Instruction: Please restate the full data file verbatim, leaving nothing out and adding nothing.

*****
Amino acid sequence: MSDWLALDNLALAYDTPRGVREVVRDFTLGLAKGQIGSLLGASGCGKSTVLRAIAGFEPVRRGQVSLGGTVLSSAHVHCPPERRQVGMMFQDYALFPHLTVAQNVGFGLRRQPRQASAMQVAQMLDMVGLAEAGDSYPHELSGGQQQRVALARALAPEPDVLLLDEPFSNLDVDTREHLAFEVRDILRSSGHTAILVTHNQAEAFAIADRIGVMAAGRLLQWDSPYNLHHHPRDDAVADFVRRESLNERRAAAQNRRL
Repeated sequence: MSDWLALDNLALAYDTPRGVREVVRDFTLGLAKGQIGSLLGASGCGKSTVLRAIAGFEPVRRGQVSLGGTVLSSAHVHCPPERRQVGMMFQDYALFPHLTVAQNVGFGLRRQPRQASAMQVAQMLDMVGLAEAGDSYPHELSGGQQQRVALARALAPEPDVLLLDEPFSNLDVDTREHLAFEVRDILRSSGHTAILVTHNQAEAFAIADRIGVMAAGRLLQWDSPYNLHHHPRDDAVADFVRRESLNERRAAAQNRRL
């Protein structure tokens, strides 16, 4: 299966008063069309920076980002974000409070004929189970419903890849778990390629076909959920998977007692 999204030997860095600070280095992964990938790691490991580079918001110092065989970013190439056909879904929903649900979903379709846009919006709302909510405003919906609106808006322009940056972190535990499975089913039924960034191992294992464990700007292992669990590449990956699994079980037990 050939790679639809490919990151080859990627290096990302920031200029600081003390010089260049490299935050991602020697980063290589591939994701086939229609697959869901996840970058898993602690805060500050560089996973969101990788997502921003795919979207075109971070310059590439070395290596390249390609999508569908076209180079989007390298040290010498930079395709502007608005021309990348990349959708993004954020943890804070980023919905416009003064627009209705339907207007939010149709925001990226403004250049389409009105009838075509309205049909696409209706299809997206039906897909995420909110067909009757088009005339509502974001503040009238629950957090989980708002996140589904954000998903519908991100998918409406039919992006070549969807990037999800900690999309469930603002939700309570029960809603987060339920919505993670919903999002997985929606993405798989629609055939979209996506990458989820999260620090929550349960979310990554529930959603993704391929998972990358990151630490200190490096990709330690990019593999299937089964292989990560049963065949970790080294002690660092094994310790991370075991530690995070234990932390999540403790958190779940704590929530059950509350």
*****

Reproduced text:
Amino acid sequence: MSDWLALDNLALAYDTPRGVREVVRDFTLGLAKGQIGSLLGASGCGKSTVLRAIAGFEPVRRGQVSLGGTVLSSAHVHCPPERRQVGMMFQDYALFPHLTVAQNVGFGLRRQPRQASAMQVAQMLDMVGLAEAGDSYPHELSGGQQQRVALARALAPEPDVLLLDEPFSNLDVDTREHLAFEVRDILRSSGHTAILVTHNQAEAFAIADRIGVMAAGRLLQWDSPYNLHHHPRDDAVADFVRRESLNERRAAAQNRRL
Repeated sequence: MSDWLALDNLALAYDTPRGVREVVRDFTLGLAKGQIGSLLGASGCGKSTVLRAIAGFEPVRRGQVSLGGTVLSSAHVHCPPERRQVGMMFQDYALFPHLTVAQNVGFGLRRQPRQASAMQVAQMLDMVGLAEAGDSYPHELSGGQQQRVALARALAPEPDVLLLDEPFSNLDVDTREHLAFEVRDILRSSGHTAILVTHNQAEAFAIADRIGVMAAGRLLQWDSPYNLHHHPRDDAVADFVRRESLNERRAAAQNRRL
């Protein structure tokens, strides 16, 4: 299966008063069309920076980002974000409070004929189970419903890849778990390629076909959920998977007692 999204030997860095600070280095992964990938790691490991580079918001110092065989970013190439056909879904929903649900979903379709846009919006709302909510405003919906609106808006322009940056972190535990499975089913039924960034191992294992464990700007292992669990590449990956699994079980037990 050939790679639809490919990151080859990627290096990302920031200029600081003390010089260049490299935050991602020697980063290589591939994701086939229609697959869901996840970058898993602690805060500050560089996973969101990788997502921003795919979207075109971070310059590439070395290596390249390609999508569908076209180079989007390298040290010498930079395709502007608005021309990348990349959708993004954020943890804070980023919905416009003064627009209705339907207007939010149709925001990226403004250049389409009105009838075509309205049909696409209706299809997206039906897909995420909110067909009757088009005339509502974001503040009238629950957090989980708002996140589904954000998903519908991100998918409406039919992006070549969807990037999800900690999309469930603002939700309570029960809603987060339920919505993670919903999002997985929606993405798989629609055939979209996506990458989820999260620090929550349960979310990554529930959603993704391929998972990358990151630490200190490096990709330690990019593999299937089964292989990560049963065949970790080294002690660092094994310790991370075991530690995070234990932390999540403790958190779940704590929530059950509350």